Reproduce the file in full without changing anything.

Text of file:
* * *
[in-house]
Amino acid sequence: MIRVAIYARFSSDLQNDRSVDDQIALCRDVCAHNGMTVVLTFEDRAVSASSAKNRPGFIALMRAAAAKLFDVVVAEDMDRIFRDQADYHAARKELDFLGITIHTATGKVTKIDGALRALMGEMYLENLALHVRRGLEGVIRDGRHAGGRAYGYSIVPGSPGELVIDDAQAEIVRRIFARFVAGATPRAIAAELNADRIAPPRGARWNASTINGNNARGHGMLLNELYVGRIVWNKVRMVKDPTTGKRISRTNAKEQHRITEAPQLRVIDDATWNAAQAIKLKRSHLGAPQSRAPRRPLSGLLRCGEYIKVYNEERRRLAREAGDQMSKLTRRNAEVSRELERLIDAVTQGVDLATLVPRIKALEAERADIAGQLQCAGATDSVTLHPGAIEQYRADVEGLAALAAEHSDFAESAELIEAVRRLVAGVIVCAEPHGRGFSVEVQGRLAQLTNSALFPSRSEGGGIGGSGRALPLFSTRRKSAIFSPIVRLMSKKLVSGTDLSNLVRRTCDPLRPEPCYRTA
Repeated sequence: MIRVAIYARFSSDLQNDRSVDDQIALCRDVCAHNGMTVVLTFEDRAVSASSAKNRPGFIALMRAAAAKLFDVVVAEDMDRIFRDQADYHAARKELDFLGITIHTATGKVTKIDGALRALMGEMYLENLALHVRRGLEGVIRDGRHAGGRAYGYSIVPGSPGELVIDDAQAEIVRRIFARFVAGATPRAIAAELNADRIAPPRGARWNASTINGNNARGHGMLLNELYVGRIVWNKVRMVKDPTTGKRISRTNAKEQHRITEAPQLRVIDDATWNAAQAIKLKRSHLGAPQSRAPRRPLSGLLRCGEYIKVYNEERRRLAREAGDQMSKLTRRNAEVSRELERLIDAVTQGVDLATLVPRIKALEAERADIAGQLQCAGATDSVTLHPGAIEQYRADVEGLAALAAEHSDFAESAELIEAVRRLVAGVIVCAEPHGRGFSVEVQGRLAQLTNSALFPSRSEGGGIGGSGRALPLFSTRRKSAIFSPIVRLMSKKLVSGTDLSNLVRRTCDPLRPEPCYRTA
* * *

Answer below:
[in-house]
Amino acid sequence: MIRVAIYARFSSDLQNDRSVDDQIALCRDVCAHNGMTVVLTFEDRAVSASSAKNRPGFIALMRAAAAKLFDVVVAEDMDRIFRDQADYHAARKELDFLGITIHTATGKVTKIDGALRALMGEMYLENLALHVRRGLEGVIRDGRHAGGRAYGYSIVPGSPGELVIDDAQAEIVRRIFARFVAGATPRAIAAELNADRIAPPRGARWNASTINGNNARGHGMLLNELYVGRIVWNKVRMVKDPTTGKRISRTNAKEQHRITEAPQLRVIDDATWNAAQAIKLKRSHLGAPQSRAPRRPLSGLLRCGEYIKVYNEERRRLAREAGDQMSKLTRRNAEVSRELERLIDAVTQGVDLATLVPRIKALEAERADIAGQLQCAGATDSVTLHPGAIEQYRADVEGLAALAAEHSDFAESAELIEAVRRLVAGVIVCAEPHGRGFSVEVQGRLAQLTNSALFPSRSEGGGIGGSGRALPLFSTRRKSAIFSPIVRLMSKKLVSGTDLSNLVRRTCDPLRPEPCYRTA
Repeated sequence: MIRVAIYARFSSDLQNDRSVDDQIALCRDVCAHNGMTVVLTFEDRAVSASSAKNRPGFIALMRAAAAKLFDVVVAEDMDRIFRDQADYHAARKELDFLGITIHTATGKVTKIDGALRALMGEMYLENLALHVRRGLEGVIRDGRHAGGRAYGYSIVPGSPGELVIDDAQAEIVRRIFARFVAGATPRAIAAELNADRIAPPRGARWNASTINGNNARGHGMLLNELYVGRIVWNKVRMVKDPTTGKRISRTNAKEQHRITEAPQLRVIDDATWNAAQAIKLKRSHLGAPQSRAPRRPLSGLLRCGEYIKVYNEERRRLAREAGDQMSKLTRRNAEVSRELERLIDAVTQGVDLATLVPRIKALEAERADIAGQLQCAGATDSVTLHPGAIEQYRADVEGLAALAAEHSDFAESAELIEAVRRLVAGVIVCAEPHGRGFSVEVQGRLAQLTNSALFPSRSEGGGIGGSGRALPLFSTRRKSAIFSPIVRLMSKKLVSGTDLSNLVRRTCDPLRPEPCYRTA